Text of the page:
Ads Top

The 6,000-Year-Old Eel Traps of Budj Bim

The Gunditjmara people of southwestern Victoria, Australia, have been living in a region of roughly 7,000 square kilometers west of Hopkins River for thousands of years. Their long occupation is evident from the extent to which they created, manipulated and modified the landscape around them. The most culturally significant among them are the water channels, dams, weirs and traps these people built using volcanic rocks to trap, store and harvest eels—one of their major source of sustenance. This sophisticated system of trapping fish and eels is the world’s oldest aquaculture system in the world. Archeologists have dated the site to be about 6,600 years old, which makes them older than the pyramids of Egypt.

Budj Bim

Photo: WEC2019

The eel traps are spread around an area of about one hundred square kilometers in the vicinity of Lake Condah. At the center of this region is an extinct volcano called Budj Bim, which means “High Head”. When the Europeans arrived, they renamed the mountain to Mount Eccles, but people still call it by its original Gunditjmara name.

For the Gunditjmara, the mountain holds a spiritual significance. They believe that the landscape's features mark out the traces of the creator, Budj Bim, who emerged in the form of the volcano. In a spate of eruption, the lava flows, constituting his blood and teeth, spilled over the landscape and fashioned its geography. The eruptions which occurred some 30,000 years ago disrupted the drainage system of the region, creating a landscape of swamps, and wetlands. The abundant water features and the presence of eels and fish enabled the aboriginal people, who were primarily nomadic, to develop into a settled society constructing permanent stone dwellings.

Budj Bim

The crater of Budj Bim. Photo: Mertie/Flickr

The Gunditjmara people dug long channels in the basalt rock to bring water and young eels from the lake and numerous creeks to low lying areas where they were trapped into small holding ponds. These ponds kept the eels fresh until they were needed for food. The Budj Bim site also features the remnants of almost 300 stone houses, the only remaining permanent settlement built by an Indigenous community in Australia. The recent bushfires that has been ravaging across Australia since the past few months have revealed several more sites previously concealed under vegetation that are part of that aquaculture system.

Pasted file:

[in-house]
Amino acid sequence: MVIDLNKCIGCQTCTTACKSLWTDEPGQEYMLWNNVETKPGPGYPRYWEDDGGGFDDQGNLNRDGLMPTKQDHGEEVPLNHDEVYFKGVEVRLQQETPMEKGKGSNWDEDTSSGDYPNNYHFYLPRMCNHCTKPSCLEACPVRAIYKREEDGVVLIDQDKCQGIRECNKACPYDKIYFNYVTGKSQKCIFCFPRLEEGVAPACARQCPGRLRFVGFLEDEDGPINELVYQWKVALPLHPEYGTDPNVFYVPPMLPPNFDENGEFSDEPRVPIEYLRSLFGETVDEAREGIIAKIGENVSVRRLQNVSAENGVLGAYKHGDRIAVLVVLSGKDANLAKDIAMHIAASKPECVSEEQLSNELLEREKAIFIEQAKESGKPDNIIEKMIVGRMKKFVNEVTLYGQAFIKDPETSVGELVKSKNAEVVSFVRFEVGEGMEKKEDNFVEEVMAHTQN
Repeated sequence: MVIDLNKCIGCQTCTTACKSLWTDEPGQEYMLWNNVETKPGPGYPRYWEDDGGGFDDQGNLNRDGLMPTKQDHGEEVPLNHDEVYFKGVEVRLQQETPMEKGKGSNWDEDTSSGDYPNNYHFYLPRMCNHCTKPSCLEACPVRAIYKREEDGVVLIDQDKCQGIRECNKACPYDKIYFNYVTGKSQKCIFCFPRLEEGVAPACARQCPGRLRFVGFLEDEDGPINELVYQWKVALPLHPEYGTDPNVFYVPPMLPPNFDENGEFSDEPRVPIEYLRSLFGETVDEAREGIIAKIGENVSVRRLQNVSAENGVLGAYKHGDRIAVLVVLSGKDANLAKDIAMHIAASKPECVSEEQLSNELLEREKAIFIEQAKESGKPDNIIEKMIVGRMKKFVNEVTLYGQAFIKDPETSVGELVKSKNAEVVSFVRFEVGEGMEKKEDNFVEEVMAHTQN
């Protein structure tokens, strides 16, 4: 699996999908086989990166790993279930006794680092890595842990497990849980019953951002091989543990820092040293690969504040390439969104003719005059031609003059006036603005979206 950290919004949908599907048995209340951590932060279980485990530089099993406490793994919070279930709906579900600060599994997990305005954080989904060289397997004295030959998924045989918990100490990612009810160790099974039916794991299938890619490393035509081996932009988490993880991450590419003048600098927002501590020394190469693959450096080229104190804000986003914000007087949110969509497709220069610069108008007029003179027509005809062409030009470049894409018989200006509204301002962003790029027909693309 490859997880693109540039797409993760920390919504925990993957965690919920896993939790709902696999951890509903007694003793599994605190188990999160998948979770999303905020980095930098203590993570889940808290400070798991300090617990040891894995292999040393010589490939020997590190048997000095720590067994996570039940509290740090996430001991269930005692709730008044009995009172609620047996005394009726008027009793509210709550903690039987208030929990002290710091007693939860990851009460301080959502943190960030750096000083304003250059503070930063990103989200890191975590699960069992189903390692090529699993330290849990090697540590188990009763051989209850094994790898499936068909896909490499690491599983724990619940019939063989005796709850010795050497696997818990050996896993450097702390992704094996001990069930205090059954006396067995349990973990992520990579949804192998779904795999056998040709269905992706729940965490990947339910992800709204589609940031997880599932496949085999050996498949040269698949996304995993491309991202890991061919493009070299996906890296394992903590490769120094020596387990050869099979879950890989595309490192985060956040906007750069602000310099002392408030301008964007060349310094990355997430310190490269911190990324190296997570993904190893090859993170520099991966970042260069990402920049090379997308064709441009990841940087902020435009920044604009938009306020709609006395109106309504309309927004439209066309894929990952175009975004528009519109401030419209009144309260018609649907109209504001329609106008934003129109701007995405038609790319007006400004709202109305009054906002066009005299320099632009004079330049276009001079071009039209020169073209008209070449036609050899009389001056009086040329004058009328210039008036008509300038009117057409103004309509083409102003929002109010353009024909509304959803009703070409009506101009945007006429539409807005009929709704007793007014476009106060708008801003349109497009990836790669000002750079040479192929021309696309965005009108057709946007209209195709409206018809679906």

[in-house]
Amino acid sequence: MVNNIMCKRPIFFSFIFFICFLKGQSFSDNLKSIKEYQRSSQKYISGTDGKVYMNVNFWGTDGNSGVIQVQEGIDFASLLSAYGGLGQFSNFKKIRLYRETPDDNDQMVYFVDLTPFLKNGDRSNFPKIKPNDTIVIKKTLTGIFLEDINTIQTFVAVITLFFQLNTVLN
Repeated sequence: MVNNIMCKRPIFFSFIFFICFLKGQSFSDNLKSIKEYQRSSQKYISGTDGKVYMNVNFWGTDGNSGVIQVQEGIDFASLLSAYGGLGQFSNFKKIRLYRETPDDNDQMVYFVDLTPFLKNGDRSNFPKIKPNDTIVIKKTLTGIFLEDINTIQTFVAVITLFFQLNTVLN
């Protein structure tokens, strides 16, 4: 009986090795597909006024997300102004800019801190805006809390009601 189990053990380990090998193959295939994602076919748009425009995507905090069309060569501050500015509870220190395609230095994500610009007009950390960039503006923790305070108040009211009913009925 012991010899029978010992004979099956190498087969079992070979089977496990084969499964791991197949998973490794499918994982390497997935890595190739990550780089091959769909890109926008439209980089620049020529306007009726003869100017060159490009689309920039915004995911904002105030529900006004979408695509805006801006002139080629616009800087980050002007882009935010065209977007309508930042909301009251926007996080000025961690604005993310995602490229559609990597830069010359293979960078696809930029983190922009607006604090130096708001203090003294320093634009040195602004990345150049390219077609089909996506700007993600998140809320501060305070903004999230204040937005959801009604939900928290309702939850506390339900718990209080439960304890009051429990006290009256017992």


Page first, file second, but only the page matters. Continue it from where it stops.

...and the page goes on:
The Budj Bim area is one of several new properties that was declared a UNESCO World Heritage Site last year.

Budj Bim

An ancient fish trap channel. Photo: Engineers Australia/Flickr

Budj Bim

This burnt section of bush near Lake Condah, part of the Budj Bim Cultural Landscape, is believed to be a previously-undocumented channel that forms part of the ancient eel-harvesting system. Photo: Sian Johnson

Budj Bim

Remains of an Aboriginal stone house. Photo: denisbin/Flickr

Budj Bim

Remains of an Aboriginal stone house. Photo: denisbin/Flickr

Budj Bim

Remains of an Aboriginal stone house. Photo: denisbin/Flickr

Budj Bim

Remains of an Aboriginal stone house. Photo: denisbin/Flickr

References:
# WEC2019, https://www.wec2019.org.au/2019/07/10/budj-bim-6000-year-old-aboriginal-engineering-site-earns-world-heritage-status/
# UNESCO, https://whc.unesco.org/en/list/1577/
# ABC News, https://www.abc.net.au/news/2020-01-19/fire-reveals-further-parts-of-6600-year-old-aquatic-system/11876228
# Australian Government Department of the Environment and Energy, https://www.environment.gov.au/heritage/places/national/budj-bim
# Wikipedia, https://en.wikipedia.org/wiki/Budj_Bim

Ads bottom

Powered by Blogger.